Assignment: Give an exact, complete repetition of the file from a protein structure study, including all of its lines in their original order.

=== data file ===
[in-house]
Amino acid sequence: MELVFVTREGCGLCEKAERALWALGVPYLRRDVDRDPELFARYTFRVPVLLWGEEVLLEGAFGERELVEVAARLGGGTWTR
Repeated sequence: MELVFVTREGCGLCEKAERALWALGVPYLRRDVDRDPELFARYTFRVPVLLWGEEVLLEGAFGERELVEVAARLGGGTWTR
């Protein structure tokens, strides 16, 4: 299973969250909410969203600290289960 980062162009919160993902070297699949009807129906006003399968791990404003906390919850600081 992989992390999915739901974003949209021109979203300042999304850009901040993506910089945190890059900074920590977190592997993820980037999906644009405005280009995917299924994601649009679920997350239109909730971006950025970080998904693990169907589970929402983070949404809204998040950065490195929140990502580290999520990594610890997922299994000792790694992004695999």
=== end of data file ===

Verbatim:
[in-house]
Amino acid sequence: MELVFVTREGCGLCEKAERALWALGVPYLRRDVDRDPELFARYTFRVPVLLWGEEVLLEGAFGERELVEVAARLGGGTWTR
Repeated sequence: MELVFVTREGCGLCEKAERALWALGVPYLRRDVDRDPELFARYTFRVPVLLWGEEVLLEGAFGERELVEVAARLGGGTWTR
């Protein structure tokens, strides 16, 4: 299973969250909410969203600290289960 980062162009919160993902070297699949009807129906006003399968791990404003906390919850600081 992989992390999915739901974003949209021109979203300042999304850009901040993506910089945190890059900074920590977190592997993820980037999906644009405005280009995917299924994601649009679920997350239109909730971006950025970080998904693990169907589970929402983070949404809204998040950065490195929140990502580290999520990594610890997922299994000792790694992004695999």